Wednesday, 22 February 2017

Beware of Apparitions - In Brighton's Spooky Twittens


When the lights goes out and all is quiet - don't linger in these little back lanes of Brighton - for there may be something else lurking - something sinister and very strange.

The layout of the lanes in Brighton's Old Town still survive in their original format from the eleventh century. Originally, they were the site of the little fishing settlement of Brighthelmstone. They were burned down by the French in 1514, but once was enough for all those who loved Brighton. So, when the French tried it again in 1545, the alarm was raised and plucky Englishmen from all surrounding areas descended on the lanes and fought off the foolhardy French. Today the lanes are an enchanting labyrinth of delightful shops, pubs and inns, bustling with Bohemian activity, and many with a spooky story to tell.
The Medieval Monk
A medieval monk is said to drift along Black Lion Lane, one of the Old Town's most interesting twittens, and disappear through an old arched stone wall. Some people believe the monk was bricked up inside as a punishment for having an affair with a young girl. It's also been said that this is unlikely because the wall is only 200 years old, so the medieval monk couldn't be bricked up in there. All the same, ghosts walk through walls and doors and appear to climb stairs that aren't there, so maybe he was bricked up in an even older wall that no longer exists, but was replaced some time later.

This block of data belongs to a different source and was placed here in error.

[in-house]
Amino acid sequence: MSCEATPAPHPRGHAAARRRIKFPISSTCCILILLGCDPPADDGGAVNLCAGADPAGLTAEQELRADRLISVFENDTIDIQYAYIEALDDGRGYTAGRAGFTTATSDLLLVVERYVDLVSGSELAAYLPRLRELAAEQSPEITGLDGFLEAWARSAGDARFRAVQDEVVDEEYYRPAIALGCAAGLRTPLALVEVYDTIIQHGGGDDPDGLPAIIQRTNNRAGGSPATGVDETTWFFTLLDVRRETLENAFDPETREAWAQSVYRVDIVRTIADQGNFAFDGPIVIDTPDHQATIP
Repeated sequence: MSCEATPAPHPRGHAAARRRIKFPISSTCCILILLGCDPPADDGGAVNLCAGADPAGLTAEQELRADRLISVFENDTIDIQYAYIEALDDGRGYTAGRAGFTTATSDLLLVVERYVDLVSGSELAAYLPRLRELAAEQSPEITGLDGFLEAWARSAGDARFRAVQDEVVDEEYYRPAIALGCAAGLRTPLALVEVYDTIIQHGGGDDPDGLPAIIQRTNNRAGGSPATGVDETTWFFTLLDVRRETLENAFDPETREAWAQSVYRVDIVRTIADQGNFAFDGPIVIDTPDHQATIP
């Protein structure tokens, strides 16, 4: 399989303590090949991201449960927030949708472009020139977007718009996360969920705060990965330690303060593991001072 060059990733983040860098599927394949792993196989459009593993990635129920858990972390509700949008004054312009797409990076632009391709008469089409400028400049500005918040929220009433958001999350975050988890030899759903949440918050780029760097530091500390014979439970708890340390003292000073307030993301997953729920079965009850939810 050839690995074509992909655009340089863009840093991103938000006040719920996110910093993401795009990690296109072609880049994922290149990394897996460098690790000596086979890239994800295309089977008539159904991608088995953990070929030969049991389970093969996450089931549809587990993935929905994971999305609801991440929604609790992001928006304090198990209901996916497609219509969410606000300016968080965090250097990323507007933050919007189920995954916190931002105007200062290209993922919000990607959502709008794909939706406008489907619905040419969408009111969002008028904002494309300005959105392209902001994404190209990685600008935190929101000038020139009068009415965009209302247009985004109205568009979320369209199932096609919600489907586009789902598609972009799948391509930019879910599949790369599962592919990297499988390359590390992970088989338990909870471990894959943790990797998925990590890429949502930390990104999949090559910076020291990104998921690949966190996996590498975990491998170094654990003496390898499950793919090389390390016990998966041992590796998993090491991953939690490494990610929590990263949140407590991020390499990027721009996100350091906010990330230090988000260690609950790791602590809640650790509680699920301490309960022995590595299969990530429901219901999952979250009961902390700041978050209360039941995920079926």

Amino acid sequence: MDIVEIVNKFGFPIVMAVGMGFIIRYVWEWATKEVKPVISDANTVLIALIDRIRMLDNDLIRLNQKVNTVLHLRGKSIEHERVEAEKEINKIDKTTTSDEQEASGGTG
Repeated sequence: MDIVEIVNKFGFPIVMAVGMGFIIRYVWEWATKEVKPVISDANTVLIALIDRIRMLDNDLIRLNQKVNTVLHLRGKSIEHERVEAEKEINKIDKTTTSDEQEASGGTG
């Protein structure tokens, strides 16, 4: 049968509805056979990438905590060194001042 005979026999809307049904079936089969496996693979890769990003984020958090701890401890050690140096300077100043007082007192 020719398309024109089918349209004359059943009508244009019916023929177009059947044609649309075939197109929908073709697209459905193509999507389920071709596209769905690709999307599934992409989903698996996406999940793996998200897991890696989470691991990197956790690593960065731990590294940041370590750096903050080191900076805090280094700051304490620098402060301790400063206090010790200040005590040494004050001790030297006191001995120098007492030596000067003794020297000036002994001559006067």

Dying for Love
Another account claims the ghost of a nun haunts the area. It's said that in the twelfth century, a priory stood here, St. Bartholomew's, and soldiers were ordered to guard the building to protect the nuns from the local ruffians. A nun and a soldier, who had been assigned to guard duty, fell in love and began an affair, and they decided to run away together. Unfortunately for them, they were captured by the young man's fellow soldiers and the soldier was executed.
The nun was bricked up alive in the wall and abandoned to starve to death, and it can be assumed this was carried out by holy orders. It was a usual practice to brick people up to avoid bloodshed which was against religious convictions. It's hard to imagine how it's less sinful to leave someone bricked up alive to suffocate slowly to death than to arrange a quick execution. It must have been little consolation to the poor, young woman that, as she suffered, the other nuns were praying for her soul.
The nun's ghost is also said to walk through the 200 year-old-wall in the photo, but again, as before, the wall may have replaced another wall considerably older, or it could have been a different wall in a different place and the route followed by the ghost has some other explanation.



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